The Internet of Things is a concept that deals with bringing more machines online. Thermostats, for example, can now be controlled by apps on one’s smartphone or tablet.
“The [IoT] is going to hit the world in a big way, but not too many people know what it is all about,” wrote The Guardian contributor Lydia Bradbury. “Jokes about sentient robots aside, this new class of innovation will revolutionize everyday life.”
This presents some incredible potential for connected businesses – being able to harvest data in new ways will help them gain better insight into daily operations and customer satisfaction alike. But in order for this kind of thing to be realized, custom software development will be critical.
Re-thinking apps for the Internet of Things
Programs are going to play a major role in the IoT. But what frame of mind do organizations and developers have to be in to effectively embrace it? According to ITProPortal contributor John Thomas, considerations will need to be made regarding how the IoT can improve the user experience as a whole. If there is an everyday task that can benefit from improved data collection, chances are that there’s an IoT-geared app that can help streamline the process.
“Developers building IoT apps are concerned with connecting to and talking with individual gadgets they are integrating, but there are other areas of interconnection to consider too when building a compelling IoT enabled app; namely, device to gadget, device to cloud, and device to backend,” Thomas stated. “In this way, the device becomes the center of a new topology for connected apps.”
User experience is going to be a key point to consider for the Internet of Things. Businesses stand to gain a significant advantage by identifying issues that can be alleviated by this new breed of connectivity. But in order for true success to be achieved and the user experience to be improved, custom software solutions will need to be designed. Programs have to understand the intricacies of the businesses that use them, meaning that pre-packaged apps aren’t always going to cut it. By investing in tailor-made applications, companies are far more likely to stay ahead.Read More →
While there’s still plenty of buzz surrounding the latest smartphones, a new kind of mobile device is beginning to take the spotlight. Wearable technology, namely smartwatches and the Google Glass headset, are helping to redefine what mobility is capable of. This is especially true in enterprise environments, where problems and inefficiencies have kept many organizations from realizing their true potential. Research and Markets refers to impending changes as “the Office of the Future.”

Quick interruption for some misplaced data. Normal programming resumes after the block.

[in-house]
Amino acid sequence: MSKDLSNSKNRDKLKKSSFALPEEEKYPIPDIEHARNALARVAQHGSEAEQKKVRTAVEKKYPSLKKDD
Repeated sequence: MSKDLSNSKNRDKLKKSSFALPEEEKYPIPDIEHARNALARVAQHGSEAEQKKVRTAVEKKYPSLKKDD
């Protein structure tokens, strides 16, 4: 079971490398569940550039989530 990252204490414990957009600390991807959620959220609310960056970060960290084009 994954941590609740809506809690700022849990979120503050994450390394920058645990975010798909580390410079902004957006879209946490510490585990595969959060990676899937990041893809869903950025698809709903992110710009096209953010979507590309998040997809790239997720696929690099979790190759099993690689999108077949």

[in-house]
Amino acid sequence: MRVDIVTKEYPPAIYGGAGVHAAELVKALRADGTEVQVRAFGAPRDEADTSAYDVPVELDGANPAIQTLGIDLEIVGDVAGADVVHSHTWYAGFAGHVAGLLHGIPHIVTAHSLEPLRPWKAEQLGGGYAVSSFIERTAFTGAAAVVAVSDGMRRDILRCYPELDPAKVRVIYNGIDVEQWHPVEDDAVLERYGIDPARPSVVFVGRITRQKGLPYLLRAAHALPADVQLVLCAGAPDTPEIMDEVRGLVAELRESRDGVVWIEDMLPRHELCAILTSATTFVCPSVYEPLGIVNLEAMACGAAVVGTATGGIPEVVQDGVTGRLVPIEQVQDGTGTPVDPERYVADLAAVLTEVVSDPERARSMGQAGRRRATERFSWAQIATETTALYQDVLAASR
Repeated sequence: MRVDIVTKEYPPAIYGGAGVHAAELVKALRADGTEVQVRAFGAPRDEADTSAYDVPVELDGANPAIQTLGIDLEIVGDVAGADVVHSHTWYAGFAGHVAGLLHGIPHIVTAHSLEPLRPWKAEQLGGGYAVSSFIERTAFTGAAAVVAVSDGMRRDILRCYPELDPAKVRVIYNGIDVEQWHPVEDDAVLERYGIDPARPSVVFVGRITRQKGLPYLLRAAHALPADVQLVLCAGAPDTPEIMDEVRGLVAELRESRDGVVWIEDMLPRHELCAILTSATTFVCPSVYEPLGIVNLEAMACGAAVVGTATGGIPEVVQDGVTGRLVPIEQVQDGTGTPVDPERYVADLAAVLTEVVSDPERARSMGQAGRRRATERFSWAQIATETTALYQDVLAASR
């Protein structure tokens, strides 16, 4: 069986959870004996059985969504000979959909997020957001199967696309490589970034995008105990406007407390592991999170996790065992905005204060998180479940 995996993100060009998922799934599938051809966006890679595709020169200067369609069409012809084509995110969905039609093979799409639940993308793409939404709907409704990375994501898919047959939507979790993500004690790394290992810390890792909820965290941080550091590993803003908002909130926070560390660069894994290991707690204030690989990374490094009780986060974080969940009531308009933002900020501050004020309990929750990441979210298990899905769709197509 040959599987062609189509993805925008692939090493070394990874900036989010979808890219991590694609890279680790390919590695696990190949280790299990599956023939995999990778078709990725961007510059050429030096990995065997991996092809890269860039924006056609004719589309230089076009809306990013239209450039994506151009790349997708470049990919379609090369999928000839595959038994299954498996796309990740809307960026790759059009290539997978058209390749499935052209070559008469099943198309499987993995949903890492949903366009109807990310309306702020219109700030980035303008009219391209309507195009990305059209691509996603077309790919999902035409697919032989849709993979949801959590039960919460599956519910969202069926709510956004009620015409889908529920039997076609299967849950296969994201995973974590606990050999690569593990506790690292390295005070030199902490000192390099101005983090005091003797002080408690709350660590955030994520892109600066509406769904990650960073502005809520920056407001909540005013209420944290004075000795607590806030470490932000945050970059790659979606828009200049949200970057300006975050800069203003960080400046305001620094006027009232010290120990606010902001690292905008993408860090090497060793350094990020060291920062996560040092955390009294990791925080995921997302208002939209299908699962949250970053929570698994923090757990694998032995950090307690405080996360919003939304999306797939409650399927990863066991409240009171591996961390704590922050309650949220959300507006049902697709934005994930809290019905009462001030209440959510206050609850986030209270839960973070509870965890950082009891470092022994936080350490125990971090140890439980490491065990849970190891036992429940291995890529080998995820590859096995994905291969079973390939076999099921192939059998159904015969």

“The Office of the Future will witness revolutionary changes with the infusion of intelligent tools like augmented reality, Internet of Things and wearable devices,” Research and Markets stated in a release. “This phenomenal transformation is expected to result in a context-aware and self-aware work environment that enables employees to engage and deliver anywhere and anytime.”
But this idea won’t be a reality without the adoption of wearable technology. As such, organizations around the world need to start considering the arrival of wearables now before they start to appear in offices. More often than not, this will mean adapting or designing entirely new custom software solutions that have wearable tech in mind.
Shipments of wearable expected to skyrocket
In a way, there is considerably more attention surrounding wearables than there was smartphones. No one was prepared for the rapid changes that would accompany these devices. Now that the mobile world has a little more hindsight, people are actively looking out for innovative ways in which to use wearables. This is helping to generate a great deal of excitement.
According to Advertising Specialty Institute, a recent study from analysts at CCS Insight indicates that wearable device sales will mark a 129 percent increase between 2013 and 2014 alone. Further, shipments are expected to reach more than 370 million units by 2018.
This means that even if a company doesn’t have an official wearables strategy, chances are that the devices will still start popping up. If the smartphone has taught us anything, it is that this kind of movement is inevitable. Consumer-grade devices will generally have some sort of application in the workplace, and as such every one of them has to be taken seriously.